It's Sho Time
Updated: Jan 7
The run-and-gun style of the Los Angeles Lakers in the 80’s and 90’s had them dubbed the Showtime Lakers. Now from the opposite side of the country, in a different sport, there is a new greatest show in sports. Often referred to as the “little brother” of the Bronx Bombers, the Mets now have the spotlight of the city and baseball as a whole. Although, it took some time to get there.
The Mets’ new owner, Steve Cohen, took control of the organization last year, making him the wealthiest owner in baseball with an estimated net worth of $11 billion, according to Bloomberg. The Mets made a splash last offseason when they acquired Francisco Lindor in a trade from previously named Cleveland Indians (now called the Guardians). They then proceeded to reward Lindor with a 10 year, $341 million contract. The deal proved that Cohen was willing to spend the necessary funds to get the Mets back to championship aspirations. However, the rest of the offseason consisted of smaller level signings. The season was an overall disappointment, fueled by injuries and the inability of the offense to get it going consistently. The lone bright spot was Jacob deGrom in the first half of the season, but he was one of those key pieces missing the majority of the season due to injury.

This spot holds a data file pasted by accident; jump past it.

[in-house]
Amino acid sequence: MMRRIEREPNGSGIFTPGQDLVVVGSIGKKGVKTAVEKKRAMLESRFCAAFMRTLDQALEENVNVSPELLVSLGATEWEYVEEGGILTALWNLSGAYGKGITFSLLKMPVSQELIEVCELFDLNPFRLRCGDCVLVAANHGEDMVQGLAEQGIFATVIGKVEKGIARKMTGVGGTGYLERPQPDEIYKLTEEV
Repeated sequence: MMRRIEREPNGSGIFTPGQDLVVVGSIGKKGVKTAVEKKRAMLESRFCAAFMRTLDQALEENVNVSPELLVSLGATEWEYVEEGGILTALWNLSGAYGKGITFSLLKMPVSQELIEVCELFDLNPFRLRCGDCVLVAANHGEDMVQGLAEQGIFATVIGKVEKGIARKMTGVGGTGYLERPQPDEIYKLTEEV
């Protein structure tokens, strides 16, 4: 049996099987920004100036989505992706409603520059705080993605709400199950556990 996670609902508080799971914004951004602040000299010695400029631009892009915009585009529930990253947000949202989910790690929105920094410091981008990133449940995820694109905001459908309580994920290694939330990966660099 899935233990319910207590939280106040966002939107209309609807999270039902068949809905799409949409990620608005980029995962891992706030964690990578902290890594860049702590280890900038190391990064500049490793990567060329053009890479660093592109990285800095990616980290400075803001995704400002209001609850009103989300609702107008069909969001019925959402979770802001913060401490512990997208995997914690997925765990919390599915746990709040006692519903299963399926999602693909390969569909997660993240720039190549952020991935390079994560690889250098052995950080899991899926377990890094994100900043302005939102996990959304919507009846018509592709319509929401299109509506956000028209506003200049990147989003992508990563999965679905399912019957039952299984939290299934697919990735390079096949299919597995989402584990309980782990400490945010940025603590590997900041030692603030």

Now fast forward to this offseason. The Mets were looking to bring in a big name to run the baseball operations of the organization. Big names included Billy Beane and Theo Epstein. It seemed as if it was a toxic job because day-by-day big names continued to drop out of contention for the position. Premier caliber players started to sign in free agency and the Mets looked again like a dysfunctional organization, just like they have been in the Wilpon era. The Mets strongly believed Noah Syndergaard would return to them on a qualifying offer, but when he surprised everyone and signed with the Los Angeles Angels, fans started to worry.
There had to be a spark to turn the offseason around. On November 18th, only a few days after Syndergaard left, the Mets brought in Billy Eppler as the new General Manager. Eppler, the former Angels GM, would run the baseball operations in tandem with Sandy Alderson. They went to work right away signing key position players Starling Marte, Mark Cahana, and Eduardo Escobar. Marte had a slash line of .308/.381/.456 with 12 homers, 55 RBI, 89 runs scored, and 47 steals. He is a big name that can play multiple outfield positions. Escobar, an All Star player last year, will primarily play second and third base, platooning with Jeff McNeil, Robinson Cano, and JD Davis (although a couple of those names might not be with the team come opening day). Escobar brings much needed depth to the infield and a switch hitting bat which the mets need in a previously lefty dominated lineup. Cahana will round out the outfield for now with Brandon Nimmo and Starling Marte, probably in right field, however don’t be surprised if the Mets make another move to add more depth in the outfield.